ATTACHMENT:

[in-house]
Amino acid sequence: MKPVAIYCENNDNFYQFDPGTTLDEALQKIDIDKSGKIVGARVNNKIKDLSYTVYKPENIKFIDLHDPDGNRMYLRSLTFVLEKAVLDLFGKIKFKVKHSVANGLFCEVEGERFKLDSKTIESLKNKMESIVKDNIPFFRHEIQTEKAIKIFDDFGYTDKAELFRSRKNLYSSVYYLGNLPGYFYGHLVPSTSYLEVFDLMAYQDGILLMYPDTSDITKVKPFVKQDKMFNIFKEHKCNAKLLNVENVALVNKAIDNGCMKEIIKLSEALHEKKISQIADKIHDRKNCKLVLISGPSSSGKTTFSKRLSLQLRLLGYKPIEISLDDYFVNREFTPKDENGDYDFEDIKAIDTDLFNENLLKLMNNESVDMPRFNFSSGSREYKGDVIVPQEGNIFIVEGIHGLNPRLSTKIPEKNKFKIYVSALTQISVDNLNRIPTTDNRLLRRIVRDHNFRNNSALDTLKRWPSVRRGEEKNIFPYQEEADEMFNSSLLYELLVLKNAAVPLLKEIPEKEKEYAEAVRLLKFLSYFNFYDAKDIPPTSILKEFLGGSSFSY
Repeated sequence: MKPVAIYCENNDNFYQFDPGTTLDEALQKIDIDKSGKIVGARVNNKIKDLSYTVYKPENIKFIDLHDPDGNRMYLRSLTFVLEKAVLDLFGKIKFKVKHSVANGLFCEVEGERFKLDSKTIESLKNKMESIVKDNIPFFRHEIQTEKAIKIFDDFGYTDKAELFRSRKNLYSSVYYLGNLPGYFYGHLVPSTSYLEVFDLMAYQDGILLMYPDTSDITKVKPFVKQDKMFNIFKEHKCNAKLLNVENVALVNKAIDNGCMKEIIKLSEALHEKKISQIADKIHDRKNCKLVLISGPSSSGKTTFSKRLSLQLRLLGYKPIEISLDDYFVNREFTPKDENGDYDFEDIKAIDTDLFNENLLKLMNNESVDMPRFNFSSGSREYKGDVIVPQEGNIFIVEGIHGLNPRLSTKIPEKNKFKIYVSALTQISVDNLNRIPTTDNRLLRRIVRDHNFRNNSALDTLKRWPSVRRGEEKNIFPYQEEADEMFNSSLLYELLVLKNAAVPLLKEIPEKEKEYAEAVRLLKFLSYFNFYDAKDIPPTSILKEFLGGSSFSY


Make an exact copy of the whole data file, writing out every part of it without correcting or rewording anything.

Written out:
[in-house]
Amino acid sequence: MKPVAIYCENNDNFYQFDPGTTLDEALQKIDIDKSGKIVGARVNNKIKDLSYTVYKPENIKFIDLHDPDGNRMYLRSLTFVLEKAVLDLFGKIKFKVKHSVANGLFCEVEGERFKLDSKTIESLKNKMESIVKDNIPFFRHEIQTEKAIKIFDDFGYTDKAELFRSRKNLYSSVYYLGNLPGYFYGHLVPSTSYLEVFDLMAYQDGILLMYPDTSDITKVKPFVKQDKMFNIFKEHKCNAKLLNVENVALVNKAIDNGCMKEIIKLSEALHEKKISQIADKIHDRKNCKLVLISGPSSSGKTTFSKRLSLQLRLLGYKPIEISLDDYFVNREFTPKDENGDYDFEDIKAIDTDLFNENLLKLMNNESVDMPRFNFSSGSREYKGDVIVPQEGNIFIVEGIHGLNPRLSTKIPEKNKFKIYVSALTQISVDNLNRIPTTDNRLLRRIVRDHNFRNNSALDTLKRWPSVRRGEEKNIFPYQEEADEMFNSSLLYELLVLKNAAVPLLKEIPEKEKEYAEAVRLLKFLSYFNFYDAKDIPPTSILKEFLGGSSFSY
Repeated sequence: MKPVAIYCENNDNFYQFDPGTTLDEALQKIDIDKSGKIVGARVNNKIKDLSYTVYKPENIKFIDLHDPDGNRMYLRSLTFVLEKAVLDLFGKIKFKVKHSVANGLFCEVEGERFKLDSKTIESLKNKMESIVKDNIPFFRHEIQTEKAIKIFDDFGYTDKAELFRSRKNLYSSVYYLGNLPGYFYGHLVPSTSYLEVFDLMAYQDGILLMYPDTSDITKVKPFVKQDKMFNIFKEHKCNAKLLNVENVALVNKAIDNGCMKEIIKLSEALHEKKISQIADKIHDRKNCKLVLISGPSSSGKTTFSKRLSLQLRLLGYKPIEISLDDYFVNREFTPKDENGDYDFEDIKAIDTDLFNENLLKLMNNESVDMPRFNFSSGSREYKGDVIVPQEGNIFIVEGIHGLNPRLSTKIPEKNKFKIYVSALTQISVDNLNRIPTTDNRLLRRIVRDHNFRNNSALDTLKRWPSVRRGEEKNIFPYQEEADEMFNSSLLYELLVLKNAAVPLLKEIPEKEKEYAEAVRLLKFLSYFNFYDAKDIPPTSILKEFLGGSSFSY